Much has been written about the role that emotional intelligence plays in product management, particularly about the importance of empathy in helping us “see” through our customer’s eyes. Studies show that empathy is the result of a specific response from our brain when we perceive emotion in someone else. Our brains activate in the same areas that activate when we ourselves experience the same feeling.
This is accomplished through “mirror neurons” that synchronize with their neurons, enabling us to understand the emotional state of another and experience empathy. Aligning with our customer’s perspective lets us accurately identify “pain points” they encounter while performing tasks and accomplishing outcomes that are important to them. It is only then that we can create products that truly add value from their viewpoint.
Product teams have typically focused on using empathy to improve physical tasks and outcomes. Discussed less often is the fact that our customers also want help achieving emotional outcomes. During the last recession, I led an onsite discovery session with an automotive manufacturing executive and his team. Automotive recalls were a new market for us, and as an untested newcomer, we were having some difficulty breaking in. It was a tough time for these manufacturers. Vehicle sales (and revenue) were plummeting. Some entered bankruptcy. Others faced class-action litigation from large safety recalls.
The executive’s body language clearly showed his distress. He said his suppliers didn’t understand how hard it was for his team to handle recalls. They didn’t provide the respect, understanding, and support that was needed. I can still hear the immense stress in his voice and see the frustration on his face. My response, driven by empathy, was the desire to create a product that reduced the anxiety and strain these manufacturers were undergoing and provide the best user experience that we possibly could.
It has been on my mind a lot recently that we are living through a unique moment in history in so many ways. Driven by events for which we were not prepared and an environment that has pushed us out of established routines and the certainty of safety, it is not surprising that most people are experiencing stress. We work longer hours from home with interruptions from leaf blowers, pets, and children, yet at the same time are distanced from the emotional support of extended family, friends, and co-workers. There is less time with more to do. During this period of heightened emotions, consumers are able to tolerate less. Companies that show they have empathy for and “get” their customers by addressing their emotional needs will be memorable and successful.
There are many ways of gaining customer feedback to understand emotional and non-emotional needs, and just as many schools of thought as to which are best. Methods include onsite visits, watching customer journeys online, trading information via chat, interviewing by email or phone, surveys, and many more. Which method is chosen can be influenced by a variety of considerations, including what type of product it is; how far along the discovery is; proximity to the customer (as with global teams); budget, time, and resource constraints; the culture of the product organization, etc.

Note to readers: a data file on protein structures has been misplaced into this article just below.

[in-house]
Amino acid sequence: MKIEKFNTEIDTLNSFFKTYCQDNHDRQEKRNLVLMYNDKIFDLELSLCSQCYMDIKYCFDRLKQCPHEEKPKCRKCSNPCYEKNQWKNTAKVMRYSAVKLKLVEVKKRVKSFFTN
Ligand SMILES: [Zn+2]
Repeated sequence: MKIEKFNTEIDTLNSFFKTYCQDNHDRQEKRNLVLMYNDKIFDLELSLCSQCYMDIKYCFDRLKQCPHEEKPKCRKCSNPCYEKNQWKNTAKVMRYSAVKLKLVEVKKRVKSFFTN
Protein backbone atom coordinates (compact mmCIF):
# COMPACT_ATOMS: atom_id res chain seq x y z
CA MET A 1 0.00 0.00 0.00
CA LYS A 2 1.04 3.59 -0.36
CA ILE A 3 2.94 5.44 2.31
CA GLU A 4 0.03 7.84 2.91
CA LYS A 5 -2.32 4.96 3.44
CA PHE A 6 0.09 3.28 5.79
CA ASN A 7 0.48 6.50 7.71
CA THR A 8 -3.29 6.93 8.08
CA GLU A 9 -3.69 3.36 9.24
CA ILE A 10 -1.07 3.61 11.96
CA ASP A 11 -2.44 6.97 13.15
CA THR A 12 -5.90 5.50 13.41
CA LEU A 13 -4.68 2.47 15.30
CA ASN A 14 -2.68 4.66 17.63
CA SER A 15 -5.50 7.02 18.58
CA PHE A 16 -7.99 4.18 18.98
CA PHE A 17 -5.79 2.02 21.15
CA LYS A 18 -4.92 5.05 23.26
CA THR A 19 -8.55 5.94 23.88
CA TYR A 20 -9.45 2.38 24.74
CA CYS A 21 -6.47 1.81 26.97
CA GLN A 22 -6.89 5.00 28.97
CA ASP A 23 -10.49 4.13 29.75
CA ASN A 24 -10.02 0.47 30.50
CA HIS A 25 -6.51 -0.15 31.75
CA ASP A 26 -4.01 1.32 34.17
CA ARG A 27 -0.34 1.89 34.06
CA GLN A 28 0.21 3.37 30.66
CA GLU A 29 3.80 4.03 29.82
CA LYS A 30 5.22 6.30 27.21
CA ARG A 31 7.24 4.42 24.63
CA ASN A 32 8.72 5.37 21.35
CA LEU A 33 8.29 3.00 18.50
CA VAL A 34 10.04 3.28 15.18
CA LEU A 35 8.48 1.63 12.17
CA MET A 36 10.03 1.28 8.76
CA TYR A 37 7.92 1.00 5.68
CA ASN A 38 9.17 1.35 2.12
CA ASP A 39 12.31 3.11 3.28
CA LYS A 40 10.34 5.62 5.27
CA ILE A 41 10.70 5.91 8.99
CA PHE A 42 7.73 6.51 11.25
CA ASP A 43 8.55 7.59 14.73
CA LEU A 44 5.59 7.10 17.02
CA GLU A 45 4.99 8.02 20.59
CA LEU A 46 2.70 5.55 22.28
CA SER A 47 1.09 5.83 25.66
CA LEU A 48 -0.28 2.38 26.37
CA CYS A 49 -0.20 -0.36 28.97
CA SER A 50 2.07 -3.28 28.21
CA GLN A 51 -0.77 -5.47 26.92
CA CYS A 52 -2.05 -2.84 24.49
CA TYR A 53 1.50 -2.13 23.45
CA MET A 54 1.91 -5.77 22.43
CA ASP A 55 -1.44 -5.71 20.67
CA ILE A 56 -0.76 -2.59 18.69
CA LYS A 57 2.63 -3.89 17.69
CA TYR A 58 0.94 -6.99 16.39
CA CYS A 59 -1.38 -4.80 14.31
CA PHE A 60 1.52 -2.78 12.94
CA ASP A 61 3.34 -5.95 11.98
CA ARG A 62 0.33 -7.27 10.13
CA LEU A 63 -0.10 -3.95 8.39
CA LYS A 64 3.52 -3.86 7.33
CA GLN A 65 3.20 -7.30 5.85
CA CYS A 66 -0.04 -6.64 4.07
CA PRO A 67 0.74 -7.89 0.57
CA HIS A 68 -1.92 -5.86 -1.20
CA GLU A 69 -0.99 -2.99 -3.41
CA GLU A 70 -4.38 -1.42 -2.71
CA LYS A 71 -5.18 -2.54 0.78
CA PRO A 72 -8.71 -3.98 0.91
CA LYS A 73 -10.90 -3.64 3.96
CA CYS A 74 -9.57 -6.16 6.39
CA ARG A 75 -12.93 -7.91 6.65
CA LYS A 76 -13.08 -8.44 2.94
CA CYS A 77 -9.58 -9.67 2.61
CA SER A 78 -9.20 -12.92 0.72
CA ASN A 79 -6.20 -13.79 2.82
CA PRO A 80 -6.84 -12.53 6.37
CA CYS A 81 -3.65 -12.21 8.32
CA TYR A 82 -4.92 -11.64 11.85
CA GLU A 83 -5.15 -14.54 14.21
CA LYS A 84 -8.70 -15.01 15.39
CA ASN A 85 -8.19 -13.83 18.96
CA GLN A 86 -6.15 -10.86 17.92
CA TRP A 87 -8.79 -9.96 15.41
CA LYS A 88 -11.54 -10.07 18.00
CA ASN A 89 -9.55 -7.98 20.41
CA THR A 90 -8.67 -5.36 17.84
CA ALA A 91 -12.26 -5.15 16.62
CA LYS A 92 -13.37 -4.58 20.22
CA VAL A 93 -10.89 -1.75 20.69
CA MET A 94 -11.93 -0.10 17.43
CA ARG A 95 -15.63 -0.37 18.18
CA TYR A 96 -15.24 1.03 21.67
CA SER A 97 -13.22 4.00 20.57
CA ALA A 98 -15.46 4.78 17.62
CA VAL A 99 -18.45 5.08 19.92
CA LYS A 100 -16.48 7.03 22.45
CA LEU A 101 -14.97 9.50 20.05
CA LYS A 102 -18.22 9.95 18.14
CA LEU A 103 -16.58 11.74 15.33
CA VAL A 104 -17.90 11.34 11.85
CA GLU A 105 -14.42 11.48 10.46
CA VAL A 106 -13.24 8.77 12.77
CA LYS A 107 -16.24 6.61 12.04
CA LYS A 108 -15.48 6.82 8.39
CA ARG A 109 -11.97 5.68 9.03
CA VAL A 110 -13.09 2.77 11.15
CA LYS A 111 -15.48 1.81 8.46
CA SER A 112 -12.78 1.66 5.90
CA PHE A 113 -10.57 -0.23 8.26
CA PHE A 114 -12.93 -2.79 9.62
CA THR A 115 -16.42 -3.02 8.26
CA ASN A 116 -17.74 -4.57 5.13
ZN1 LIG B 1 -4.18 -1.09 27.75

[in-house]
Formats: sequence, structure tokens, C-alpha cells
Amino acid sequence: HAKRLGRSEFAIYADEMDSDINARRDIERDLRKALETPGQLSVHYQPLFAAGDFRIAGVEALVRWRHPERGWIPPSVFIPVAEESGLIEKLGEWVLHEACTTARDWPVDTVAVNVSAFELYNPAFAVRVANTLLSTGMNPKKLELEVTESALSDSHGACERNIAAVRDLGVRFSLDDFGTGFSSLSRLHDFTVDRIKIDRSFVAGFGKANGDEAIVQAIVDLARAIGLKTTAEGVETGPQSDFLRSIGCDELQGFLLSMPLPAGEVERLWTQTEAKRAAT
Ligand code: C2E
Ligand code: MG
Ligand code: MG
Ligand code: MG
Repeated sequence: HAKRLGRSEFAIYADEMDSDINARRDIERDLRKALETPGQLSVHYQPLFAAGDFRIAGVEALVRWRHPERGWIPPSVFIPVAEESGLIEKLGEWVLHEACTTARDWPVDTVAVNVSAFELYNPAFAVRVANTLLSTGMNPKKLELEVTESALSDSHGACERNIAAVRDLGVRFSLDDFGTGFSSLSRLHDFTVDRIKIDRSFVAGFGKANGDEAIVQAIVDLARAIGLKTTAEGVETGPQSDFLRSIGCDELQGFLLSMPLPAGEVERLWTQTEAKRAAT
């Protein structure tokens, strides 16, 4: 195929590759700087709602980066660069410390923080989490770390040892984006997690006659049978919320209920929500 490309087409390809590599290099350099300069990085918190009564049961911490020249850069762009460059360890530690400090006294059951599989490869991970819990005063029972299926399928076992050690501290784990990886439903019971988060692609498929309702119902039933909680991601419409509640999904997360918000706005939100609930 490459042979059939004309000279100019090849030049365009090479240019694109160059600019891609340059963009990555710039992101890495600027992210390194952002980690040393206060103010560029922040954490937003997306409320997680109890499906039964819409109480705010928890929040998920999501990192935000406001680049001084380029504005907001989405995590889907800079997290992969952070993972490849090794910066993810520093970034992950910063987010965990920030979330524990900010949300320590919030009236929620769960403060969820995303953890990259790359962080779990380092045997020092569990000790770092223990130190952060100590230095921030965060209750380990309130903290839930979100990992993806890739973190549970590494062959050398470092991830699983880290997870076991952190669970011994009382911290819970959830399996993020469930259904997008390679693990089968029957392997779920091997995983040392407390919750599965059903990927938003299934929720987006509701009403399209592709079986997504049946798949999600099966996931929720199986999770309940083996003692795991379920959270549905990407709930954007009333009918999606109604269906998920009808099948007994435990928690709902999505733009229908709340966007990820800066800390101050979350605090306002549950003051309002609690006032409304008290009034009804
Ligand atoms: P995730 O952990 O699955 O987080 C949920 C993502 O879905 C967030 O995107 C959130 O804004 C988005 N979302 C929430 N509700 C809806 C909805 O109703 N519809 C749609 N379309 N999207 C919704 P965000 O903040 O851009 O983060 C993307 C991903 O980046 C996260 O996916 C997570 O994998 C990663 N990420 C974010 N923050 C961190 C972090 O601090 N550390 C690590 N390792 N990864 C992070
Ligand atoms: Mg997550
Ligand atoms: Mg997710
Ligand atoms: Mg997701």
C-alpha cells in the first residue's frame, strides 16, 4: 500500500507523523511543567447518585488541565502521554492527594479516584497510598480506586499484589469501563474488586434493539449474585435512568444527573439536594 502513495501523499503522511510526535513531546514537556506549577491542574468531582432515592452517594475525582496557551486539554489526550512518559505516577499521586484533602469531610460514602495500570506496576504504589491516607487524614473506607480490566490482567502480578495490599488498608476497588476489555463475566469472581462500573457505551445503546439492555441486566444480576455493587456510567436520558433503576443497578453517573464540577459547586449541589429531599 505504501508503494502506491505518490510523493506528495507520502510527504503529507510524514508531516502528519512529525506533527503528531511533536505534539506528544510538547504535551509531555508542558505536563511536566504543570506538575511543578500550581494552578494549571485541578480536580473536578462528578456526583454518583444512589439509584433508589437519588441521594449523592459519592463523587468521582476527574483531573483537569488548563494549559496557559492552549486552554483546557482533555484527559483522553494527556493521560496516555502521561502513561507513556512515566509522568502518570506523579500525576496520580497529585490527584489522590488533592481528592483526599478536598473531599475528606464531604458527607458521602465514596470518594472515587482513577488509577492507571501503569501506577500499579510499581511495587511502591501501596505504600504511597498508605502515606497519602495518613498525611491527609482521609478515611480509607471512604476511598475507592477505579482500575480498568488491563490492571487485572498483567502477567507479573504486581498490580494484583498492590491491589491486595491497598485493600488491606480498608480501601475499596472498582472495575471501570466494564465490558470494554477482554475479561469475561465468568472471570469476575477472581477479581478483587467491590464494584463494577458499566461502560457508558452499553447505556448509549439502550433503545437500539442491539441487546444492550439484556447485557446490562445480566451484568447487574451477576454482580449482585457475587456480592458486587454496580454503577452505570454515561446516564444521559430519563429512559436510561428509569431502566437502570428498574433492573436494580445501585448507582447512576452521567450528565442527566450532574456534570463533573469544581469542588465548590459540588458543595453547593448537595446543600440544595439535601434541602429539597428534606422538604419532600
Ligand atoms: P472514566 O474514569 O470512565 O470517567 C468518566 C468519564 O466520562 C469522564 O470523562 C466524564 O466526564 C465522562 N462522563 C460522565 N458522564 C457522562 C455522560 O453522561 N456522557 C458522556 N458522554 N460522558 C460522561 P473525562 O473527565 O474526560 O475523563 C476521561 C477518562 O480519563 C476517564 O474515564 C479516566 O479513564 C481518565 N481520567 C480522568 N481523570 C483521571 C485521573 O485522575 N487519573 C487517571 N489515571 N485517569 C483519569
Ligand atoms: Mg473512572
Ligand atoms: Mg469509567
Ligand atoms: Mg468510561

There is no one right answer. My personal preference is to leverage onsite observation and interaction whenever possible due to the rich and diverse types of feedback they enable, including the ability to deeply assess emotion through voice, body language, and facial expression in order to understand how customers feel and to develop empathy. Looking back on my conversation with the automotive executive, I wonder if the urgency of his emotional needs would have translated as vividly on the phone or in an email.
Gathering rich, multi-modal feedback while social distancing is challenging but not impossible, and can be significantly aided by current technology. For example:
In addition to the opportunities above, it is always a best practice for Product Management to collaborate with the User Experience and Engineering teams as early as possible. Each area adds knowledge and a perspective that, when combined, is greater than the sum of the parts. It is also important to test in short, iterative cycles, gaining user feedback each time, and making corrections quickly based on what was learned.
Emotion AI is a technology that interprets and captures consumers’ emotions by analyzing text, facial expressions, body language, voice intonation and patterns, and even eye movements. It has formed a brand-new class of consumer data. According to Accenture, it is “coming of age, creating a tipping point for opportunities.” Companies have been using Emotion AI for some time to interpret users’ feelings across social media, surveys, and other text-based applications as well as call center phone lines in order to acquire feedback about an already-launched product or to personalize the customer experience during product use. Marketers have also leveraged the data to target consumers and personalize marketing messages. As its capabilities have continued to expand and refine, including the improved recognition of facial expressions and body language, for example, its uses have grown as well, and it is now in the nascent stages of being leveraged for product innovation.